Hickenlooper speech at convention shows Dems lack future candidates
In sports, a team that has the best chance of winning over the long haul is the one that has the deepest bench. That is the talent coming up from the farm teams and practice fields, people who may eventually play in the big game.
Politics is exactly the same, which is why the announcement that Colorado’s Gov. John Hickenlooper has been invited to speak at the Democrats’national convention in North Carolina caught my eye. It made me realize that, as far as candidates for national office go, the Democrats don’t really have a bench — they have a couple of folding chairs and a recycling bin.
Think about who the possible contenders for the president’s or even vice president’s position might be in 2016. If you say Hillary Clinton, then you’ve made my point. People have been talking about Hillary being president since Bill was giving an intern a come-hither look in the West Wing.
She floated enticingly around the campaign in 2004, got in and couldn’t make it in 2008 and has been trying to avoid damage to what remains of her reputation in the Outer Mongolia of the State Department ever since.
If this kind of work is burnishing your foreign-policy credentials, then she could join Cyrus Vance and Madeleine Albright as possible recipients of the Neville Chamberlain World Peace Award. Essentially if she were to run for president again, she should probably have the three green arrows we associate with recycling trucks on all of her campaign materials and possibly her forehead.
This brings us back to the barrel that requires national Democrats to seize upon the apple that is John Hickenlooper.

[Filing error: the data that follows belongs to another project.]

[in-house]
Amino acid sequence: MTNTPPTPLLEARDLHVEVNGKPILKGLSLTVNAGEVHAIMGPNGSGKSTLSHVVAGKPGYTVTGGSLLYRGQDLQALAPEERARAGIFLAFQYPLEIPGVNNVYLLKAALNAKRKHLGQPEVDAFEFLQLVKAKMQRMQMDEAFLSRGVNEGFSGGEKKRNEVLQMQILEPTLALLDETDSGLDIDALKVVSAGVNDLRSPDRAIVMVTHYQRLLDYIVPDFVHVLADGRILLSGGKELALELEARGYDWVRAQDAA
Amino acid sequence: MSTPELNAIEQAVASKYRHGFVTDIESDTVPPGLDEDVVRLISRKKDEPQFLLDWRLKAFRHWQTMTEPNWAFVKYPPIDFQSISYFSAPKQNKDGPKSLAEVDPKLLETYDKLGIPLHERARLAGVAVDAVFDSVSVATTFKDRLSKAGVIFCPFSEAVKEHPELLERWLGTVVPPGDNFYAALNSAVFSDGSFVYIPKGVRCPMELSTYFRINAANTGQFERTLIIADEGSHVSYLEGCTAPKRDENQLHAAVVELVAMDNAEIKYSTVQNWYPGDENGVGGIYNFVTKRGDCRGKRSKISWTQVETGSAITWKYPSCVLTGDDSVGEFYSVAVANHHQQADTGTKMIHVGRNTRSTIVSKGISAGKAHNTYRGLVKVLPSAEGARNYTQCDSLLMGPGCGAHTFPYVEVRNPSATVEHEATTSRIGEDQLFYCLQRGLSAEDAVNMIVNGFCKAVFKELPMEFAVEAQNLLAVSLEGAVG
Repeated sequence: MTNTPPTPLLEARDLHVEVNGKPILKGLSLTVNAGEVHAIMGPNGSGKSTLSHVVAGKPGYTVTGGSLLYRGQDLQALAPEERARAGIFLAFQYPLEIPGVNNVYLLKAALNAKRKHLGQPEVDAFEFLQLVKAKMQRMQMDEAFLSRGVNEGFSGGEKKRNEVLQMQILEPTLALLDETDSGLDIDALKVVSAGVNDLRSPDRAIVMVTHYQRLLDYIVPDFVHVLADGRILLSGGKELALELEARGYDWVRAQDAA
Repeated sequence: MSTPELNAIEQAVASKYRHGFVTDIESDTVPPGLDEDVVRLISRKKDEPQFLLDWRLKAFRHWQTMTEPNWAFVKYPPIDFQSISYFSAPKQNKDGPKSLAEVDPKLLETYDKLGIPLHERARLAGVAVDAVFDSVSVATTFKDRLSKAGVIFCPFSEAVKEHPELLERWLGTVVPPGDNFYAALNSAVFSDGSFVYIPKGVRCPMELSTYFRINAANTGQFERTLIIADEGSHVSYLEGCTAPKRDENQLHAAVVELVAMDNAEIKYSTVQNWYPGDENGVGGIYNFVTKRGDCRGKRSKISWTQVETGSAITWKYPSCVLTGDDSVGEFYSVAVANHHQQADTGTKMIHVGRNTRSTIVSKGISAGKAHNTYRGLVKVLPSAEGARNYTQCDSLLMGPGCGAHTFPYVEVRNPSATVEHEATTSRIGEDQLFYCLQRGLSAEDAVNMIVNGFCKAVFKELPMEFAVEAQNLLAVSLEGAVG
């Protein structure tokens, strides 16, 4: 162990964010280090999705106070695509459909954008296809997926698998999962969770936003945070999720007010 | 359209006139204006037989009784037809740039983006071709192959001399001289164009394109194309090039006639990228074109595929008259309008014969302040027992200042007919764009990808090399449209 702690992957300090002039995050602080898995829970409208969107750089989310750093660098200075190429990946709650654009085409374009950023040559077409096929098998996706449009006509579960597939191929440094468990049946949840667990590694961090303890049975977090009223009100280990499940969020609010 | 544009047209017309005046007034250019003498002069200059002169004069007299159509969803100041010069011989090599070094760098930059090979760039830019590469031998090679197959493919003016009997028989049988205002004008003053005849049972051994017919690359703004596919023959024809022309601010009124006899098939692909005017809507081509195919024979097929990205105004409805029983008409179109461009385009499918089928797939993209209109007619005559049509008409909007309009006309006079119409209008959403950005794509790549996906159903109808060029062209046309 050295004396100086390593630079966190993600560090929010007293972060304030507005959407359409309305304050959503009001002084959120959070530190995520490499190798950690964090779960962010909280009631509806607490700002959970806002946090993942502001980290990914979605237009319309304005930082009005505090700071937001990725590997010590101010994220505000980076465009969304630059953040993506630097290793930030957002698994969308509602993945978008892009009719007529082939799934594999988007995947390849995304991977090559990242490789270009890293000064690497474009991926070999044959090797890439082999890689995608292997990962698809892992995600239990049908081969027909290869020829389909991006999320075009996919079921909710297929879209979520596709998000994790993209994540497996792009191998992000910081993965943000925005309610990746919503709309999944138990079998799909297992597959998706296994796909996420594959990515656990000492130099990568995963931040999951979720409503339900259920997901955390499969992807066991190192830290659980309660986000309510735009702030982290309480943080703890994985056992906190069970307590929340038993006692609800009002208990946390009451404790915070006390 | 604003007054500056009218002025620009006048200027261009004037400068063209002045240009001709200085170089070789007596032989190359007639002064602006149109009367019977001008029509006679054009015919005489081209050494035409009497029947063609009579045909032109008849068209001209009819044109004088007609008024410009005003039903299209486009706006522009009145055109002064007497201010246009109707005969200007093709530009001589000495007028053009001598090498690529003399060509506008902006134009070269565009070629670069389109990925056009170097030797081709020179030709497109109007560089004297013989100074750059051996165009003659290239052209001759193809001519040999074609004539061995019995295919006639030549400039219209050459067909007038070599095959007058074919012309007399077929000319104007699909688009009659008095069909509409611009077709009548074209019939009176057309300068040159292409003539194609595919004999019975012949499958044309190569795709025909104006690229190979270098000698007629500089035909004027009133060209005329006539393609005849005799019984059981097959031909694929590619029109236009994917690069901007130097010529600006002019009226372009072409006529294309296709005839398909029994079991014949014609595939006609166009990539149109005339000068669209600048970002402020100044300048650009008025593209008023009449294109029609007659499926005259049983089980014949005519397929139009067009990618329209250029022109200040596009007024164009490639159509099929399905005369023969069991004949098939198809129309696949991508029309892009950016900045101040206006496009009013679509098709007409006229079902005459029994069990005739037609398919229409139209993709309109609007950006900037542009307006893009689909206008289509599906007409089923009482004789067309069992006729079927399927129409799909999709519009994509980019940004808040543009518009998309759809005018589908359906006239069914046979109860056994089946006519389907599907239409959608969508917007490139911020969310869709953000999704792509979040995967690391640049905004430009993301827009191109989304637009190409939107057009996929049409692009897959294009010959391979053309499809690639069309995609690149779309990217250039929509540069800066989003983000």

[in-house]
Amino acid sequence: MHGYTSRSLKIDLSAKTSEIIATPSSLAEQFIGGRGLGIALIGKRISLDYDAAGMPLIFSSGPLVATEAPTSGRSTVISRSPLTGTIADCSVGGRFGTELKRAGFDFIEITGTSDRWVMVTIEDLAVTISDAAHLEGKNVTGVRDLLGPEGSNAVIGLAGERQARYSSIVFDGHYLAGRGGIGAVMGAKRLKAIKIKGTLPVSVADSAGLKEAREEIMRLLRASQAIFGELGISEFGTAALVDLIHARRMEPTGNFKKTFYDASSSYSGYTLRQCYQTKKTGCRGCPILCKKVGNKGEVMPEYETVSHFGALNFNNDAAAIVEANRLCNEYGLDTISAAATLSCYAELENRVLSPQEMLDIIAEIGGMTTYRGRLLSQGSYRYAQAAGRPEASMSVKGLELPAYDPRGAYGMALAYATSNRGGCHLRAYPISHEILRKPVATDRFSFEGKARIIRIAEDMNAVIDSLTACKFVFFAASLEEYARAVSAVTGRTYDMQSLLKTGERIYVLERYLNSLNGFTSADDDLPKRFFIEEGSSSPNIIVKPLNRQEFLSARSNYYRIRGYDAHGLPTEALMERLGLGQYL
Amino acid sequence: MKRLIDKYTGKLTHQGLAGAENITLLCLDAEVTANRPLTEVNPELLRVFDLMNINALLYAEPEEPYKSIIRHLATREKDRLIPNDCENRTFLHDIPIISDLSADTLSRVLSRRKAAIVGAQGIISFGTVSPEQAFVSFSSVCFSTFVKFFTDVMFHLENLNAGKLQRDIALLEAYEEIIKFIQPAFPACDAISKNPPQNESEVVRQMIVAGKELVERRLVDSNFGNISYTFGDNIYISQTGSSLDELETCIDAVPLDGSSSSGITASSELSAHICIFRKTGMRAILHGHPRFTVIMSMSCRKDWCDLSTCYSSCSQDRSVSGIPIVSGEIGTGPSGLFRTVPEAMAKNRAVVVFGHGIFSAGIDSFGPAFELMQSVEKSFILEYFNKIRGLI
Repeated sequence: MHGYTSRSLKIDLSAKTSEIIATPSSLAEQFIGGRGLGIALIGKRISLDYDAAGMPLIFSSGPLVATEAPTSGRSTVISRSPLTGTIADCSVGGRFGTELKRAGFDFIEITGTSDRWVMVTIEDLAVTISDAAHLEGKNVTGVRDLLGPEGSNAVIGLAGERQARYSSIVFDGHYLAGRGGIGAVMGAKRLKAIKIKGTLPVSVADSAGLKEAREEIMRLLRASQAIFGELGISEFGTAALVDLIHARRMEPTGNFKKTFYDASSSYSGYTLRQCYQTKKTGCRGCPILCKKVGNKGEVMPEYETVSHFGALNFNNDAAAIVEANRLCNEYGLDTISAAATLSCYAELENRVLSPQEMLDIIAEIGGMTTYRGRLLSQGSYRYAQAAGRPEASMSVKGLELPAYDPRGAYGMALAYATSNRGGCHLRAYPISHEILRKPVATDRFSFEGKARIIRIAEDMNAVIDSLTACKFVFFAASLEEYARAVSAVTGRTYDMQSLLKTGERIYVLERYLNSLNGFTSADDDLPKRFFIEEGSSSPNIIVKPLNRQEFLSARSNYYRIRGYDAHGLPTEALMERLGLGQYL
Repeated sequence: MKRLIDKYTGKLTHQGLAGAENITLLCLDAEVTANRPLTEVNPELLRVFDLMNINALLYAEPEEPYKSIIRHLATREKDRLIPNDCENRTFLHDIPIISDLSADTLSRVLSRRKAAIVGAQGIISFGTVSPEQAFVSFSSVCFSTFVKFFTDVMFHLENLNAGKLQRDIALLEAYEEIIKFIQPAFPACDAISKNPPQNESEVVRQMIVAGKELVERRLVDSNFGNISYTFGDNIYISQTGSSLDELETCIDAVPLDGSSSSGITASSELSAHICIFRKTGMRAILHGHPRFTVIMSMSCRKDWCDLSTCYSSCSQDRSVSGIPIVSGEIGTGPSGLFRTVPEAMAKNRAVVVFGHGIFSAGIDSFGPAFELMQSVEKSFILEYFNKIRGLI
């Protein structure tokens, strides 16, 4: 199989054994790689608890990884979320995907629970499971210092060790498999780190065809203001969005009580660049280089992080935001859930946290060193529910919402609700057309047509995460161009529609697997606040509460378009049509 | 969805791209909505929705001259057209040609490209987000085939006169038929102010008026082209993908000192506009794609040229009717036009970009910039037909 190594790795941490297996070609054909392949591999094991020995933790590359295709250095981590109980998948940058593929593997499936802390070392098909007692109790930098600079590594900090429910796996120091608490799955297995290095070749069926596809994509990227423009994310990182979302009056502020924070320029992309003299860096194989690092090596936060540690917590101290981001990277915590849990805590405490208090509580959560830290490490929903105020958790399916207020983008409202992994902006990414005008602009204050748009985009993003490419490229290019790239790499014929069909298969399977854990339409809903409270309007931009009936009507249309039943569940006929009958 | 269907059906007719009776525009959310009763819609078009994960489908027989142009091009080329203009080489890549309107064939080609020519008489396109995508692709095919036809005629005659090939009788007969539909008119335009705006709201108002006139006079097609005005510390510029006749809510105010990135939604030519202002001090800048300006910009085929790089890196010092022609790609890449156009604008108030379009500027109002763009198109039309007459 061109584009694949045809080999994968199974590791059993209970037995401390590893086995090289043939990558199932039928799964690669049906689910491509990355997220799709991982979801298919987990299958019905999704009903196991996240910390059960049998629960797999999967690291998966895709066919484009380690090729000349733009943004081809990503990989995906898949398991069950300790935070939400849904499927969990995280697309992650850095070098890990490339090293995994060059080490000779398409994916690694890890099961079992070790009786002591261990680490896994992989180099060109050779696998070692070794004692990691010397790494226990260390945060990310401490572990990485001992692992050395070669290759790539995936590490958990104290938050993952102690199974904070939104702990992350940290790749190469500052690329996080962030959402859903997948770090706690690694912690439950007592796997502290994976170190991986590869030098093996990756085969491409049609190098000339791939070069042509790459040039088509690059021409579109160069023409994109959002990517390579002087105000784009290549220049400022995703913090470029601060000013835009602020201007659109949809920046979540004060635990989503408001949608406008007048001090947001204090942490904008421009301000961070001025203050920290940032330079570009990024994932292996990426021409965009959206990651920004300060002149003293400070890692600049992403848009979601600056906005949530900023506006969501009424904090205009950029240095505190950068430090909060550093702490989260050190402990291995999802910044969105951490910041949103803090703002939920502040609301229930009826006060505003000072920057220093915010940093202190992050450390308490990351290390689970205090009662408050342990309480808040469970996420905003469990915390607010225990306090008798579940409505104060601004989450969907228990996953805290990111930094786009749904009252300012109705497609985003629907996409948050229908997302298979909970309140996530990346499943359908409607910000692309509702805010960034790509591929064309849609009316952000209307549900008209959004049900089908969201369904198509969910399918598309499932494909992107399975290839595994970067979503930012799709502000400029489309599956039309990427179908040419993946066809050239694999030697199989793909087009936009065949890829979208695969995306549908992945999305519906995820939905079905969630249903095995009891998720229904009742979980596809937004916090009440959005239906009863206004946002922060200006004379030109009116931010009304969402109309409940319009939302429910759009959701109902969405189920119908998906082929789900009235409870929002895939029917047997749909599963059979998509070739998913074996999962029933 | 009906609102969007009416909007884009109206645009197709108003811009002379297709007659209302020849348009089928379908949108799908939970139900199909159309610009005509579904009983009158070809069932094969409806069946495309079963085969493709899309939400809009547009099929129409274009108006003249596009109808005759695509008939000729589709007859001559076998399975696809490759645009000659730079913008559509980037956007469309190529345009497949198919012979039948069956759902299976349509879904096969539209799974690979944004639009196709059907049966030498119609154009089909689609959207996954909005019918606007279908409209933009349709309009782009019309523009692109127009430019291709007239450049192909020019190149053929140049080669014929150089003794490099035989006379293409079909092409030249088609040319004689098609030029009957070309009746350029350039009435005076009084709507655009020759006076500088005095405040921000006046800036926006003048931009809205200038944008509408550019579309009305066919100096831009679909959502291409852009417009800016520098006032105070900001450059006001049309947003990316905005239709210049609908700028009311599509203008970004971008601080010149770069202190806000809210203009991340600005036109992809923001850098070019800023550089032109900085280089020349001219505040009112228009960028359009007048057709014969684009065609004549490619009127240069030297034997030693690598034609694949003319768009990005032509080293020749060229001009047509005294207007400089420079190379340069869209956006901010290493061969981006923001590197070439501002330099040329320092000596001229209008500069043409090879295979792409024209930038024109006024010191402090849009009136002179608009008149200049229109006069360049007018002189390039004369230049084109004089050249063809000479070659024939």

When he spoke four years ago, the convention was in Denver, he was the Democratic mayor of Denver, and there really was little choice but to have him speak. Now, there’s little choice again, but for different reasons. It’s not that he’s the mayor of the city where the convention is being held but that there are so few prominent Democrat speakers who won’t do more harm than good.
When you’re trying to find a politician who’s not going to have much of a negative effect — or for that matter, a positive effect — but is safe, this is your guy.
It seems the affable and hyperactive governor learned a lesson from his goofy and overzealous comments about global warming prior to the gubernatorial race, which, coupled with his lack of message about anything else, would’ve cost him the election had there been any effective campaign by Republicans for the office.
Since his election, plenty of people on both sides of the aisle would like to know exactly where he stands on, well, practically everything. It’s pretty hard to name anything that he’s taken an important leadership position on. Heck, I’m not even sure that Hickenlooper has officially endorsed President Obama for re-election yet.
I could paraphrase an incident involving another famous liberal, Dan Rather, in asking the question: “What’s the frequency, John?”
We’ve been experiencing what I refer to as rowboat leadership in Colorado. The analogy is of a small oarless boat that has somehow been unmoored by the gentle undulations of the lake on which it sits and has drifted away from shore, moved by the small eddies and currents within the large body of water. This analogy may portray too much direction for our subject but you get the drift (yes, puns are the lowest form of humor).
The closest thing the Democrats have to presidential timber is Gov. Mario Cuomo of New York, who has moved into a leadership position within the party by doing just a few conservative things to stave off financial collapse.
I suppose they could try Jerry Brown, who may have the distinction of being the last governor of California prior to the assumption of that state by a bankruptcy trustee.
The three senators of the apocalypse — Durbin, Schumer and Reid — are the best things Republicans have going for them in middle America. Perhaps they could get former presidential candidate Al Sharpton to join in and they could form a barbershop quartet to serenade the audience with their rendition of Dire Straits’ “Money for Nothing.”
Doubtful, but that’s how you arrive at speakers like our governor.
Rick Wagner writes more on politics at his blog, The War on Wrong.